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  #21  
Old Posted Aug 15, 2019, 3:57 PM
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Aqua

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  #22  
Old Posted Aug 15, 2019, 4:02 PM
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Marina City

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  #23  
Old Posted Aug 15, 2019, 4:06 PM
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views from my old marina city balcony:






i miss it. we still own the unit. it may become our pied-à-terre in our golden years, but we're renting it out these days.

i've also thought about using it as a carrot to get my kids to stick around in chicago as young adults instead of just moving to austin or denver or wherever kids will move en masse to in 20 years.

"hey son, you just graduated from college, we've got a great little apartment in the heart of downtown chicago that i can give you a great deal on if you wanna move back home, nudge nudge"
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Last edited by Steely Dan; Aug 15, 2019 at 4:48 PM.
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  #24  
Old Posted Aug 15, 2019, 5:02 PM
the urban politician the urban politician is offline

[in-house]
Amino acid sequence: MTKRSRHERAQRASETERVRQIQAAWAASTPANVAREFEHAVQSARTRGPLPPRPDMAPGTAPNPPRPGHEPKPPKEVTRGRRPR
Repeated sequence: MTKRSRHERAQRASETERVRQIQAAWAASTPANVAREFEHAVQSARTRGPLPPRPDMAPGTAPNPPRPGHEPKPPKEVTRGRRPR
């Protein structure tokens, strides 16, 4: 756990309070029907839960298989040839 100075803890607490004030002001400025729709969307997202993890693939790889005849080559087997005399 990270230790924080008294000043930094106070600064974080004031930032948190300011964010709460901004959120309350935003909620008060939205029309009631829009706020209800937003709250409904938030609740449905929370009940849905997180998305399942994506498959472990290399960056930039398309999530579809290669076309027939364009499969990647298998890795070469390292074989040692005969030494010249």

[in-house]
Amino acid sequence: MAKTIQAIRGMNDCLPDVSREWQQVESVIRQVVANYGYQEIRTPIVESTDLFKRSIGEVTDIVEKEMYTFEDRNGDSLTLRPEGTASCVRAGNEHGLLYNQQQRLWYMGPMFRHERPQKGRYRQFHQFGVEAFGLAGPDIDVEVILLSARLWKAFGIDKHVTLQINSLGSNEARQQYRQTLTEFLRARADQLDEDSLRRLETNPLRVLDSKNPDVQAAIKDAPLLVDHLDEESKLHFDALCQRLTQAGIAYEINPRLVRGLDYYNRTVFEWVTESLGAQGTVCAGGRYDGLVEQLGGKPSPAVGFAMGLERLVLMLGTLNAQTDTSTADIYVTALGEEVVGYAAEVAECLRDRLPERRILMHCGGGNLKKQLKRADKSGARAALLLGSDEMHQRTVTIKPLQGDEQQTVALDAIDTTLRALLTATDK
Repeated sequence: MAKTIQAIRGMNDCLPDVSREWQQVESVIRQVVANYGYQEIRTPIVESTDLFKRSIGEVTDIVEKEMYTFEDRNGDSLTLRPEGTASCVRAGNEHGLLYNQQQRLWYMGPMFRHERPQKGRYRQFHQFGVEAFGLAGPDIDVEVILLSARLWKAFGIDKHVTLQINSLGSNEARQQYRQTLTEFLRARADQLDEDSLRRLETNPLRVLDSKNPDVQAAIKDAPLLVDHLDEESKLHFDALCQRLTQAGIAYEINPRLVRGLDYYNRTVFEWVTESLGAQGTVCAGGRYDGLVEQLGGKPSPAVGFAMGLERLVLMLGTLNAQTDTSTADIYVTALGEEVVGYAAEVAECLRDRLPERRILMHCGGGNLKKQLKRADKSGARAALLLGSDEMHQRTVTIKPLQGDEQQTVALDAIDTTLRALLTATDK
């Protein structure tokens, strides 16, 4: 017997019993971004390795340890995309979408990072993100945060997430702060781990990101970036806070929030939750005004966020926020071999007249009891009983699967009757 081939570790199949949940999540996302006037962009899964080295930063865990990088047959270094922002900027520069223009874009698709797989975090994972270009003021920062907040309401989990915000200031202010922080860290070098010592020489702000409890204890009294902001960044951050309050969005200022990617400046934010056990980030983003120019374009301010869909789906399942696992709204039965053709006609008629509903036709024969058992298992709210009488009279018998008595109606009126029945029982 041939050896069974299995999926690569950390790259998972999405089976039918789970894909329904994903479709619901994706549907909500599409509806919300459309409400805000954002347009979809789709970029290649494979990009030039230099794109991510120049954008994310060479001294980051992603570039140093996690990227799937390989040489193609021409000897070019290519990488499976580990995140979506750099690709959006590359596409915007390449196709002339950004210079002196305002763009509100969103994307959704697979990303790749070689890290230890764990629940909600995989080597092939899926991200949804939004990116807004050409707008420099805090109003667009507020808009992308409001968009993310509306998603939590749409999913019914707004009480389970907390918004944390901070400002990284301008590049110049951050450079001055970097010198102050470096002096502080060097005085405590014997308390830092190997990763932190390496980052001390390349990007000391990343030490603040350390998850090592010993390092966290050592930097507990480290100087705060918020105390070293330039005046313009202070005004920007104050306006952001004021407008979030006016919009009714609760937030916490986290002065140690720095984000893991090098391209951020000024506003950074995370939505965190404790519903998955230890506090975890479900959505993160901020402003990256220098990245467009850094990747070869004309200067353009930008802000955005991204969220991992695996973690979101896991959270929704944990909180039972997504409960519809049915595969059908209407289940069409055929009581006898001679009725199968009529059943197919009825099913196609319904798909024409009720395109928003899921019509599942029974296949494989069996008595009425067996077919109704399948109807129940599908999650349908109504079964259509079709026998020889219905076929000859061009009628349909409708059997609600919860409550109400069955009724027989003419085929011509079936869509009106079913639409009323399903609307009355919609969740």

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Quote:
Originally Posted by Steely Dan View Post
i've also thought about using it as a carrot to get my kids to stick around in chicago as young adults instead of just moving to austin or denver or wherever kids will move en masse to in 20 years.

"hey son, you just graduated from college, we've got a great little apartment in the heart of downtown chicago that i can give you a great deal on if you wanna move back home, nudge nudge"
^ I've thought about my rentals playing a similar role for my kids. The only downtown unit I have is in 235 W VB which also has a south facing balcony with views that will never be blocked. It's not as cool as Marina City, though.
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  #25  
Old Posted Aug 15, 2019, 5:56 PM
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If I were to live in a highrise in Chicago, I would easily pick Coast in LSE. I absolutely love it's uniformity and it's recessed balconies are it's main selling point.


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  #26  
Old Posted Aug 15, 2019, 6:29 PM
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Quote:
Originally Posted by Cirrus View Post
If you recess them into the facade and use lighter materials (ie railings rather than walls), they blend a lot better. This method makes for perfectly nice and inoffensive background buildings that most people don't think of as either specifically ugly nor specifically beautiful.


from google street view


You can use that same method with a glass building and the effect is similar. Totally acceptable and appropriate for most buildings. Blends into the background.


from google street view
Both of these look terrible though. But I agree it's hard to make them look good.
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  #27  
Old Posted Aug 15, 2019, 6:33 PM
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Originally Posted by Ricochet48 View Post